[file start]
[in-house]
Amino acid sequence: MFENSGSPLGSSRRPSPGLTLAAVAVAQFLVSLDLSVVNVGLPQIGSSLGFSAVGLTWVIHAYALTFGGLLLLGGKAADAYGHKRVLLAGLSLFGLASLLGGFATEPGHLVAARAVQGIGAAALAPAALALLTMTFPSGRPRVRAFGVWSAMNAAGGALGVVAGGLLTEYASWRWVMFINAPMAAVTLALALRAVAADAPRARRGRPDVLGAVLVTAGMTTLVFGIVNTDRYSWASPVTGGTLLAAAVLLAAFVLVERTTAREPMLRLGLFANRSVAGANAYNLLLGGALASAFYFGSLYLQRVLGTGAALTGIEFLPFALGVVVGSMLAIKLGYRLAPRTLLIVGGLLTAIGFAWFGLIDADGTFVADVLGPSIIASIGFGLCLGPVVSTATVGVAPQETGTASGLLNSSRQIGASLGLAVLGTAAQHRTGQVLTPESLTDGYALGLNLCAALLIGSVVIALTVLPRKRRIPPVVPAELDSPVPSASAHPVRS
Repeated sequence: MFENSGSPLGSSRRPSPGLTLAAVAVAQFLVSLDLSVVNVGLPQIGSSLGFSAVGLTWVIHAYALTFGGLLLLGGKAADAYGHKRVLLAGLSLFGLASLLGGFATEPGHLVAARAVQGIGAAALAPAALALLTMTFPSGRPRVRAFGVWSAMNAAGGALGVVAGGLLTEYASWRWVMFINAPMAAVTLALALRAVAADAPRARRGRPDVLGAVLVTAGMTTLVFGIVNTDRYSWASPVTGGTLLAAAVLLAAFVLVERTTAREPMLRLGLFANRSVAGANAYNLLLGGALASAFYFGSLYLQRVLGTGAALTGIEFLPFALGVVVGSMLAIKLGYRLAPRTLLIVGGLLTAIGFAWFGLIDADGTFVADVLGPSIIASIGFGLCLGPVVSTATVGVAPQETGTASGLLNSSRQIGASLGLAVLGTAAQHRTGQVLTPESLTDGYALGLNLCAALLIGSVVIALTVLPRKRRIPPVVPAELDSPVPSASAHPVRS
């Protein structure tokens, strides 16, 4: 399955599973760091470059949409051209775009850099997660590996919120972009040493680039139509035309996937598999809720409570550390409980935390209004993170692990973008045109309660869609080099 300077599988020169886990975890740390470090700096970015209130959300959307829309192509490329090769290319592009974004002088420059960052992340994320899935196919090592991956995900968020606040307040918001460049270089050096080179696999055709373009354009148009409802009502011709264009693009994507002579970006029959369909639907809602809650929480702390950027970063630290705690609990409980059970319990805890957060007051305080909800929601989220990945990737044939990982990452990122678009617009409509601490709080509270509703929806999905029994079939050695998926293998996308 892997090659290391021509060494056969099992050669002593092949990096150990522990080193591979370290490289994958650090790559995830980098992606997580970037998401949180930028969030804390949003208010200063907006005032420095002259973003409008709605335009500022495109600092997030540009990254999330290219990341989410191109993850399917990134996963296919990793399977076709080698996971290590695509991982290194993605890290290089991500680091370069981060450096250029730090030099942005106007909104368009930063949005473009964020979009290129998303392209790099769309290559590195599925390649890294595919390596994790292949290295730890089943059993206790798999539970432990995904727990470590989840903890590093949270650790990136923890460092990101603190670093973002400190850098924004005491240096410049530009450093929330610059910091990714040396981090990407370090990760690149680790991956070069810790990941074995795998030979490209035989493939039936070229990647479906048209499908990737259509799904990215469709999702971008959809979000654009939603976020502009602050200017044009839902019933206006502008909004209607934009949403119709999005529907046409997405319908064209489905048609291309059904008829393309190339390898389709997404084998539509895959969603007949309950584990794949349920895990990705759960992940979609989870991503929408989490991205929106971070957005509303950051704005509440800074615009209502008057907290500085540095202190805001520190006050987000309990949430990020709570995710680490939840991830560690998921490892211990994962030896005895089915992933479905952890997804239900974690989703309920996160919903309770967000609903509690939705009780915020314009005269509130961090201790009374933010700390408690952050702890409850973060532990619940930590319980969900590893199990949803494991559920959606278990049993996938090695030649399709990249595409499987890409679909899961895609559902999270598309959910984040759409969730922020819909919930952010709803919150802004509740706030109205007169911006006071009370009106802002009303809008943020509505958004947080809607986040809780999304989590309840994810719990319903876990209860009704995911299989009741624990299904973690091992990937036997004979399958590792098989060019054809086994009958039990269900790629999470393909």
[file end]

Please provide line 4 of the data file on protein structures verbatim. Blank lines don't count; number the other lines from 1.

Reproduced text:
């Protein structure tokens, strides 16, 4: 399955599973760091470059949409051209775009850099997660590996919120972009040493680039139509035309996937598999809720409570550390409980935390209004993170692990973008045109309660869609080099 300077599988020169886990975890740390470090700096970015209130959300959307829309192509490329090769290319592009974004002088420059960052992340994320899935196919090592991956995900968020606040307040918001460049270089050096080179696999055709373009354009148009409802009502011709264009693009994507002579970006029959369909639907809602809650929480702390950027970063630290705690609990409980059970319990805890957060007051305080909800929601989220990945990737044939990982990452990122678009617009409509601490709080509270509703929806999905029994079939050695998926293998996308 892997090659290391021509060494056969099992050669002593092949990096150990522990080193591979370290490289994958650090790559995830980098992606997580970037998401949180930028969030804390949003208010200063907006005032420095002259973003409008709605335009500022495109600092997030540009990254999330290219990341989410191109993850399917990134996963296919990793399977076709080698996971290590695509991982290194993605890290290089991500680091370069981060450096250029730090030099942005106007909104368009930063949005473009964020979009290129998303392209790099769309290559590195599925390649890294595919390596994790292949290295730890089943059993206790798999539970432990995904727990470590989840903890590093949270650790990136923890460092990101603190670093973002400190850098924004005491240096410049530009450093929330610059910091990714040396981090990407370090990760690149680790991956070069810790990941074995795998030979490209035989493939039936070229990647479906048209499908990737259509799904990215469709999702971008959809979000654009939603976020502009602050200017044009839902019933206006502008909004209607934009949403119709999005529907046409997405319908064209489905048609291309059904008829393309190339390898389709997404084998539509895959969603007949309950584990794949349920895990990705759960992940979609989870991503929408989490991205929106971070957005509303950051704005509440800074615009209502008057907290500085540095202190805001520190006050987000309990949430990020709570995710680490939840991830560690998921490892211990994962030896005895089915992933479905952890997804239900974690989703309920996160919903309770967000609903509690939705009780915020314009005269509130961090201790009374933010700390408690952050702890409850973060532990619940930590319980969900590893199990949803494991559920959606278990049993996938090695030649399709990249595409499987890409679909899961895609559902999270598309959910984040759409969730922020819909919930952010709803919150802004509740706030109205007169911006006071009370009106802002009303809008943020509505958004947080809607986040809780999304989590309840994810719990319903876990209860009704995911299989009741624990299904973690091992990937036997004979399958590792098989060019054809086994009958039990269900790629999470393909």